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Brushpot

Brushpot

  • Place of origin:

    Korea (made)

  • Date:

    1800-1900 (made)

  • Artist/Maker:

    Unknown

  • Materials and Techniques:

    Porcelain, carved and incised

  • Museum number:

    C.447-1920

  • Gallery location:

    Korea, Room 47g, case 11

White porcelain, made from a mixture of clay and crushed rock fired at a very high temperature, was first produced in Korea in the Koryo dynasty (918–1392) and came to dominate ceramic production in the Choson dynasty (1392–1910). Kilns produced large objects for use at court as well as smaller domestic pieces for private customers. In about 1800 they began to produce elegant white openwork porcelain objects such as this brush pot. Painting and calligraphy were essential accomplishments of the Choson gentleman, and this piece would have graced a scholar's study, serving its function but also delighting the eye.

Plain white wares, with their connotations of purity and honesty, were particularly popular in a culture embedded in Confucian philosophy. The bluish tinge of the glaze of this pot is a typical feature of Korean porcelains and becomes all the more pronounced if the glaze is thickly applied. Korean art abounds in symbolism: the design of phoenixes on this piece was associated with longevity and good fortune.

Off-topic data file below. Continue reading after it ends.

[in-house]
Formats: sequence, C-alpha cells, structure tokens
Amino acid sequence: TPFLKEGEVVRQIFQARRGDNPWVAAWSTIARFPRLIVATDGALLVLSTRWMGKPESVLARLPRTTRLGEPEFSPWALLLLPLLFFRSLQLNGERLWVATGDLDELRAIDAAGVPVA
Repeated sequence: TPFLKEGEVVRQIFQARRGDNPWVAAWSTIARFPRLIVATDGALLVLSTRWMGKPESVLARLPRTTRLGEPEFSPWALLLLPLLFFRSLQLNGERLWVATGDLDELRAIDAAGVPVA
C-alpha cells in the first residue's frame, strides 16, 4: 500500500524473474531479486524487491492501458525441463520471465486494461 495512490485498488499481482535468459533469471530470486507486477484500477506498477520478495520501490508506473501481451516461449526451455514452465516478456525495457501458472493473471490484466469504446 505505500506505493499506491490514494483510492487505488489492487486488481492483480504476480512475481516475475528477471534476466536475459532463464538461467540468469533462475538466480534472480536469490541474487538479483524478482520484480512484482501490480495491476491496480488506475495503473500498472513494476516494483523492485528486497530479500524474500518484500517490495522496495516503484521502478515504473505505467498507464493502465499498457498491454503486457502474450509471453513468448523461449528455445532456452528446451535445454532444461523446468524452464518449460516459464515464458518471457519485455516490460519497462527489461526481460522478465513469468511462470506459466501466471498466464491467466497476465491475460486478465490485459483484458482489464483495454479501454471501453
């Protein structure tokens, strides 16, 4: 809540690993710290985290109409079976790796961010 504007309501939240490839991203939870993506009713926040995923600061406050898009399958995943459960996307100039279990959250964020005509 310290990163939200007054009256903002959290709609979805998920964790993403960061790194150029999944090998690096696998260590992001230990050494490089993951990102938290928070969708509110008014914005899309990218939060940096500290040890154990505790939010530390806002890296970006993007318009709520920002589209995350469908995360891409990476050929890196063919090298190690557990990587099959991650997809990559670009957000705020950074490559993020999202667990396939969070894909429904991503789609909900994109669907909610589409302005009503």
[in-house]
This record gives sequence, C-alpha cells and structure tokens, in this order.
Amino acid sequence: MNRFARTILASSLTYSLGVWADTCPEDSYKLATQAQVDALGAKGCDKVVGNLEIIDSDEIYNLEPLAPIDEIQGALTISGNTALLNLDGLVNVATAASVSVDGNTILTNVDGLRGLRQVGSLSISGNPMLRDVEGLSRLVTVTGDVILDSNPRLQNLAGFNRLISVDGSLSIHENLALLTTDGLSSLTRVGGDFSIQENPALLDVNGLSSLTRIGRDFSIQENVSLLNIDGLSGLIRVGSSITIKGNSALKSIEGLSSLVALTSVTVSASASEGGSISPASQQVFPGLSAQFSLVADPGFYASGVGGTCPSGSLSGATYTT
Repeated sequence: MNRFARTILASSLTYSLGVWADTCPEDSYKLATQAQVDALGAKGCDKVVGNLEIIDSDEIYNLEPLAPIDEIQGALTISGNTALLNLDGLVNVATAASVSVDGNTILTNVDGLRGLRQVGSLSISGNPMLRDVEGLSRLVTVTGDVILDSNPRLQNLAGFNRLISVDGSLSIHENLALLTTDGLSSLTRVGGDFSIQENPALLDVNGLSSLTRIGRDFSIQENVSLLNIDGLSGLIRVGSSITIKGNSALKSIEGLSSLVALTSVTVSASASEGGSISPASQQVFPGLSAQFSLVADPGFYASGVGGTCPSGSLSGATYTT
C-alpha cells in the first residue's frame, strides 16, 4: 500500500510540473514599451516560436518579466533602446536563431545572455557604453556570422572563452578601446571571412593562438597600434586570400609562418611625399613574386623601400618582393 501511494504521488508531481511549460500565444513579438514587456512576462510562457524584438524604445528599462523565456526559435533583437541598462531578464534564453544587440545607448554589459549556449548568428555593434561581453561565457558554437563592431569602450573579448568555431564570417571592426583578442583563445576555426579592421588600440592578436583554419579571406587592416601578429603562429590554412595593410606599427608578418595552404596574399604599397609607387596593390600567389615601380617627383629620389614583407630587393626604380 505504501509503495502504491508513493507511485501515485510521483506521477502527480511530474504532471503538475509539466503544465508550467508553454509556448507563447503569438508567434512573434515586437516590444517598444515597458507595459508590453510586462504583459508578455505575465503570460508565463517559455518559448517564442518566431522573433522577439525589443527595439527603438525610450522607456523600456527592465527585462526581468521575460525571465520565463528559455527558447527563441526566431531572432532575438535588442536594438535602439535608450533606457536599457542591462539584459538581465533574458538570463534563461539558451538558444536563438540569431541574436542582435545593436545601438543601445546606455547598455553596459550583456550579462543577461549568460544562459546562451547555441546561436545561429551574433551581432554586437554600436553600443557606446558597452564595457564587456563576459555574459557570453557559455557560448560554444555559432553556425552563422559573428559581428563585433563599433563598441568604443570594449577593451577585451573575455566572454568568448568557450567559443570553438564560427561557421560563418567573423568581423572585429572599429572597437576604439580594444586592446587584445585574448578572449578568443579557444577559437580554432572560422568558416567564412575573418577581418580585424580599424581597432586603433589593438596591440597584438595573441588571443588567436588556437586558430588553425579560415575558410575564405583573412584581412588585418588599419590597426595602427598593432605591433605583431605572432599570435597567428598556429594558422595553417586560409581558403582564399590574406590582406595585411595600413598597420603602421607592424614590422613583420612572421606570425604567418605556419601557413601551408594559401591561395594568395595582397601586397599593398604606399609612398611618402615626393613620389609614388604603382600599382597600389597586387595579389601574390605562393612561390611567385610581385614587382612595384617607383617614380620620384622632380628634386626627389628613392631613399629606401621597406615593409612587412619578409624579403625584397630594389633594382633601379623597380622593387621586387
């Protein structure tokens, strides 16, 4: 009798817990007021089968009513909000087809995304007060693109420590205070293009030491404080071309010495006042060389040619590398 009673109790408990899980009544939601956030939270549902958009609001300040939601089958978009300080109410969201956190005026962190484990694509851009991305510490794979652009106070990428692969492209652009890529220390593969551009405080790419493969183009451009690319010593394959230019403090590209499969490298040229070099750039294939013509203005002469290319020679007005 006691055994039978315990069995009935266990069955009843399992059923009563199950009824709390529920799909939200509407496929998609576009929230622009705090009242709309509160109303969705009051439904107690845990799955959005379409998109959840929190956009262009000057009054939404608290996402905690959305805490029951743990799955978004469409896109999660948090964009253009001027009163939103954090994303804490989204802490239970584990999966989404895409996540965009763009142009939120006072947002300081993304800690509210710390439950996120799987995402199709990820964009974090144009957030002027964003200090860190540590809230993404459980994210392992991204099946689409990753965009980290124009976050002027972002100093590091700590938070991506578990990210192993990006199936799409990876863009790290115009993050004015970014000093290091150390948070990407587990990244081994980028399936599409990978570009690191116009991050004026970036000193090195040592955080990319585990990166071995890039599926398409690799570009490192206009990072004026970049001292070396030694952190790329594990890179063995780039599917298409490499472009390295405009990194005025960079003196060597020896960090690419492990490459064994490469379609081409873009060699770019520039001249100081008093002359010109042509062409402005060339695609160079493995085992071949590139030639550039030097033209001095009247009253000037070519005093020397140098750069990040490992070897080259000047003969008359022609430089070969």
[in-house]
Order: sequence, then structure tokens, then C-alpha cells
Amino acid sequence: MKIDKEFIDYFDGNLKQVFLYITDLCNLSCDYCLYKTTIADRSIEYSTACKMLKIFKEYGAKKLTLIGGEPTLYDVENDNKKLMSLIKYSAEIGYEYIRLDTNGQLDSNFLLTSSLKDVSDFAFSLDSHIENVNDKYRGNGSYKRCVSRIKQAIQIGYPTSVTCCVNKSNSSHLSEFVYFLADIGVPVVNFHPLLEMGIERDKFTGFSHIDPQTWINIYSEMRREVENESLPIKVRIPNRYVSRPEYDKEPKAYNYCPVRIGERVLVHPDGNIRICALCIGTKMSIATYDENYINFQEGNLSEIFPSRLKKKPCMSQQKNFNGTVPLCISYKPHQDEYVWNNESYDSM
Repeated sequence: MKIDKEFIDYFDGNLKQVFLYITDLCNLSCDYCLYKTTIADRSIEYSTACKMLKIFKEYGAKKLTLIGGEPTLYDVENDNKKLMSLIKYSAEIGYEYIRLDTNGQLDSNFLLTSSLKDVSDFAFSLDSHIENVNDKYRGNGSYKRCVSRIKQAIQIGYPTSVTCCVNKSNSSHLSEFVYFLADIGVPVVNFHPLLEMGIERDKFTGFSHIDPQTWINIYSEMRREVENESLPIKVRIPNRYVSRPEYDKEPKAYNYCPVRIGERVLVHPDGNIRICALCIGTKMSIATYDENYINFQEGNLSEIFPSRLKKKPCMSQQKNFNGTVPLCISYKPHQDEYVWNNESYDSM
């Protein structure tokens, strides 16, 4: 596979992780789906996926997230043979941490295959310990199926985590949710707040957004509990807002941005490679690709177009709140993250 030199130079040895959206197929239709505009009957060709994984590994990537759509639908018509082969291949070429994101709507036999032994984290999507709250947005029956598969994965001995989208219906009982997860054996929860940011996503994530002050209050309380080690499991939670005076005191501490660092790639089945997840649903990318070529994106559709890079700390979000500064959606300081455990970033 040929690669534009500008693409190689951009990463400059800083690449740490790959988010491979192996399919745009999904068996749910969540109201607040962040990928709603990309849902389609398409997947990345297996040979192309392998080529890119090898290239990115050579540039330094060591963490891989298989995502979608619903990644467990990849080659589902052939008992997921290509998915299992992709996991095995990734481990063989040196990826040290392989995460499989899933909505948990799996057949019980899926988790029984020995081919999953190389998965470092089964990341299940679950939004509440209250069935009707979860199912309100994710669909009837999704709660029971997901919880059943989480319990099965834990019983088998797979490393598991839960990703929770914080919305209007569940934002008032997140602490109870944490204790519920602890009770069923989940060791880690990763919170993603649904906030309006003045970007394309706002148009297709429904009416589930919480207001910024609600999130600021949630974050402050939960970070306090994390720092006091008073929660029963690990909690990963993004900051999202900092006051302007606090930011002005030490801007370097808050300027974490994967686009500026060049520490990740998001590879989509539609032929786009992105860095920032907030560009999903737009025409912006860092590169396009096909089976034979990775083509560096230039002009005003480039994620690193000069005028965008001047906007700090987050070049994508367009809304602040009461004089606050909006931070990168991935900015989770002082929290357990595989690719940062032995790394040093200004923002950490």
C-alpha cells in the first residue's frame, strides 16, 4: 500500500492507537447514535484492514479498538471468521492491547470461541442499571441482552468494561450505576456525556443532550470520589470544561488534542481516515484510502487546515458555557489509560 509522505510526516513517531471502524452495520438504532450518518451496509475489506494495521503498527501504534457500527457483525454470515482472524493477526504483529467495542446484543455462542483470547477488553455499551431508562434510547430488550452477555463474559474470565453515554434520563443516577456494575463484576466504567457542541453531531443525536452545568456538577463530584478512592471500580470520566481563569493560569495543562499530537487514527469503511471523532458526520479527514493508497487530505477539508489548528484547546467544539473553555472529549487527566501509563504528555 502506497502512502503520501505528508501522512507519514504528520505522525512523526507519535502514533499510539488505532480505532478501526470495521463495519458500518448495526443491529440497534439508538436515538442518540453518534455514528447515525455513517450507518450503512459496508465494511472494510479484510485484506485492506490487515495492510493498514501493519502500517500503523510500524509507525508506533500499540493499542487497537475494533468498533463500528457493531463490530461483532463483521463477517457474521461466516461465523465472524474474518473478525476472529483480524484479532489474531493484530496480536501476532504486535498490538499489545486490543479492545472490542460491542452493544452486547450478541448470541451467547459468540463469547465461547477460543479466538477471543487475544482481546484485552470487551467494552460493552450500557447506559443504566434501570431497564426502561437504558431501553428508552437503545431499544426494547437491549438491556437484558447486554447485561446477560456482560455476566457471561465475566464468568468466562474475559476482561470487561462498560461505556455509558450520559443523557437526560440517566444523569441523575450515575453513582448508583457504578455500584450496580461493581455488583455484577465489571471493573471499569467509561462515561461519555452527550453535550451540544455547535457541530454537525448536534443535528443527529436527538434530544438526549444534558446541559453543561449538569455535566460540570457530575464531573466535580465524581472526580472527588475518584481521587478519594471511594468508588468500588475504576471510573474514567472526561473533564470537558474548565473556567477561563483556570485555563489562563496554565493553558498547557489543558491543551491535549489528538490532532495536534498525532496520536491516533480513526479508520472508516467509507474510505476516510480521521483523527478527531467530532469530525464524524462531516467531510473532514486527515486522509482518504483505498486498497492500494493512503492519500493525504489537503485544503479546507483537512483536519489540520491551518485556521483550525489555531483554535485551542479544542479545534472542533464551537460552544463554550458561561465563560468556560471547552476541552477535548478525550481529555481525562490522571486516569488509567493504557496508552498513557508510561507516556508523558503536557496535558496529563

Physical description

The brush pot features openwork decoration of two phoenixes with outspread and upswept wings. They are surrounded by leaf and scroll-like foliage.

Colour: White

Place of Origin

Korea (made)

Date

1800-1900 (made)

Artist/maker

Unknown

Materials and Techniques

Porcelain, carved and incised

Dimensions

Height: 12 cm, Diameter: 10.5 cm

Descriptive line

White porcelain brushpot with openwork and incised design of two phoenixes, Korean, Choson dynasty, 1700-1800.; Cer, Korea, Choson, monochrome, white

Bibliographic References (Citation, Note/Abstract, NAL no)

Birds, Bats & Butterflies in Korean Art. Liz Wilkinson. London: Sun Tree Publishing, Singapore, 1996.
Korean Art and Design. Beth McKillop. London: V&A, 1992.

Materials

Porcelain

Techniques

Incised; Carved

Categories

Ceramics; Containers; Porcelain

Collection

East Asia Collection

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